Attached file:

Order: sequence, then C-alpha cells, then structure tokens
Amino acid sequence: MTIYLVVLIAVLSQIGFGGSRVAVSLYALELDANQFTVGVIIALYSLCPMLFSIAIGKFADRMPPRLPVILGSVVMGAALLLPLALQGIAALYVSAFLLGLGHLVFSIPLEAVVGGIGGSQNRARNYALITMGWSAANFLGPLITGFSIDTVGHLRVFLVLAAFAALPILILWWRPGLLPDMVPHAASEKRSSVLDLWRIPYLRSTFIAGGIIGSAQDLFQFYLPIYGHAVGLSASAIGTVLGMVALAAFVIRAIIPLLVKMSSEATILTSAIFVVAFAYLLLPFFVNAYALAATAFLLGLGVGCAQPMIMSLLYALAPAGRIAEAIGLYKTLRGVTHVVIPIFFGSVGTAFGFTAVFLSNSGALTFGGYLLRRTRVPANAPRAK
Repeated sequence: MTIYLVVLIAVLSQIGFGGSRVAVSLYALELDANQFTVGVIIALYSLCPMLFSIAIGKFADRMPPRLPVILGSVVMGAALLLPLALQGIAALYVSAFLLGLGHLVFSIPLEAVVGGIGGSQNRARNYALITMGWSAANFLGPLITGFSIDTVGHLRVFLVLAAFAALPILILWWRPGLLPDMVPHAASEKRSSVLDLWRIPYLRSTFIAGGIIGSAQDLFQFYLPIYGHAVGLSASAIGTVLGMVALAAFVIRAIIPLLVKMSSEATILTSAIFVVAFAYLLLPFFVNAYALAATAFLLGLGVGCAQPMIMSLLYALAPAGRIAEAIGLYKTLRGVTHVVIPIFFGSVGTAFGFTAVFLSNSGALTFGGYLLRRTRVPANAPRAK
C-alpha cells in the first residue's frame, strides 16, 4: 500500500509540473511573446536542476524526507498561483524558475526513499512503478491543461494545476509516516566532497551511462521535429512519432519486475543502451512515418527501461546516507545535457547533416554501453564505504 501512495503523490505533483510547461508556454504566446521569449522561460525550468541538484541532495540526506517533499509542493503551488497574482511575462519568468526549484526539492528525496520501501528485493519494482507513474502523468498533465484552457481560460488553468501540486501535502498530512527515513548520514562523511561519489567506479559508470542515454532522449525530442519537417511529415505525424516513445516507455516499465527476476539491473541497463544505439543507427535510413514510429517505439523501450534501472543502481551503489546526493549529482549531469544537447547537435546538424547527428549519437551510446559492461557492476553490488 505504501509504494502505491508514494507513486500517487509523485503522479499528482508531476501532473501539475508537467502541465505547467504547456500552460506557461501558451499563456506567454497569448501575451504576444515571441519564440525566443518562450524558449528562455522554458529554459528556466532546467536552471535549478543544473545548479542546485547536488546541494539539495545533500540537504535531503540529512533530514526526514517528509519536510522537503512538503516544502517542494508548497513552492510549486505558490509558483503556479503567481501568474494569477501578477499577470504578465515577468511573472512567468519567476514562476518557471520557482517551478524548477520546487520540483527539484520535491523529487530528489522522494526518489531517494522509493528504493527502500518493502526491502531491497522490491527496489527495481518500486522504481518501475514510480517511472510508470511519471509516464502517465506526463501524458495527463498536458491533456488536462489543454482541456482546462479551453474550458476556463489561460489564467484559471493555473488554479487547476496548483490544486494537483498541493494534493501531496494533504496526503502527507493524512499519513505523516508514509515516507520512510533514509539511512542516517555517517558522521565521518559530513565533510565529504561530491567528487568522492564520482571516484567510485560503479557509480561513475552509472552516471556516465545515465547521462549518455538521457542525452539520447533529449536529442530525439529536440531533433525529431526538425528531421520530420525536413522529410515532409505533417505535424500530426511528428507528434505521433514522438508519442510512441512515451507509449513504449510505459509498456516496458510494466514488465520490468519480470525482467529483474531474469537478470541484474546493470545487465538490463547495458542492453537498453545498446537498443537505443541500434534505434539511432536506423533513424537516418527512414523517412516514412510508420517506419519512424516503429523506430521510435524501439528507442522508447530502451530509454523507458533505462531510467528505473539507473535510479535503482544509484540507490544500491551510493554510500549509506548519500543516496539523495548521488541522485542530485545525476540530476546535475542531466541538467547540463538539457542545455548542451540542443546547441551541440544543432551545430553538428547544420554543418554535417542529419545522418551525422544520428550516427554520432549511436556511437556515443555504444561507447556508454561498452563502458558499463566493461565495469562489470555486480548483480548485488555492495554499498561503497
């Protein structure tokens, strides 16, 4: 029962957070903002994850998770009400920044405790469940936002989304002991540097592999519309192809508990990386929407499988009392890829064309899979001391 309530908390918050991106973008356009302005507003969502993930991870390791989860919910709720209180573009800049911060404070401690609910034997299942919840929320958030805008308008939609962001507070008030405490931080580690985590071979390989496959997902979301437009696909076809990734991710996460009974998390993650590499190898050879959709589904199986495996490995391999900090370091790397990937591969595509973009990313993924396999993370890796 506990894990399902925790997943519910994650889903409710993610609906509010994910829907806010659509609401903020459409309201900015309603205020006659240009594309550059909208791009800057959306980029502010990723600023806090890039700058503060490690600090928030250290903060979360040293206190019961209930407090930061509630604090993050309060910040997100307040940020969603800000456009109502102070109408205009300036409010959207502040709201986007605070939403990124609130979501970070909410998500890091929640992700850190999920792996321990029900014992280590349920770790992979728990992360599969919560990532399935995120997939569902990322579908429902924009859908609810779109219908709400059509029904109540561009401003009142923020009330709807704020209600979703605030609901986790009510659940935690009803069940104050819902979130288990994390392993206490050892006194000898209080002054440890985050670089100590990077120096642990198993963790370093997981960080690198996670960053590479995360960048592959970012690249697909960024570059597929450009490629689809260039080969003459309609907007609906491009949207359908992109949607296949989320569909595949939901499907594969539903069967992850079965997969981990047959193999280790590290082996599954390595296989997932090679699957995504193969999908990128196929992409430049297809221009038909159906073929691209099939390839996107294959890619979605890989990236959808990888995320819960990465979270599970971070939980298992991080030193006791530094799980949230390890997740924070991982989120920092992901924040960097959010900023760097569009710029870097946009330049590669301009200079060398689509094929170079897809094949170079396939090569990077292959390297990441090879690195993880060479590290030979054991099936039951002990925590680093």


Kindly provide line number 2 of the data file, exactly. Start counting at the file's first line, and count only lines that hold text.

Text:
Amino acid sequence: MTIYLVVLIAVLSQIGFGGSRVAVSLYALELDANQFTVGVIIALYSLCPMLFSIAIGKFADRMPPRLPVILGSVVMGAALLLPLALQGIAALYVSAFLLGLGHLVFSIPLEAVVGGIGGSQNRARNYALITMGWSAANFLGPLITGFSIDTVGHLRVFLVLAAFAALPILILWWRPGLLPDMVPHAASEKRSSVLDLWRIPYLRSTFIAGGIIGSAQDLFQFYLPIYGHAVGLSASAIGTVLGMVALAAFVIRAIIPLLVKMSSEATILTSAIFVVAFAYLLLPFFVNAYALAATAFLLGLGVGCAQPMIMSLLYALAPAGRIAEAIGLYKTLRGVTHVVIPIFFGSVGTAFGFTAVFLSNSGALTFGGYLLRRTRVPANAPRAK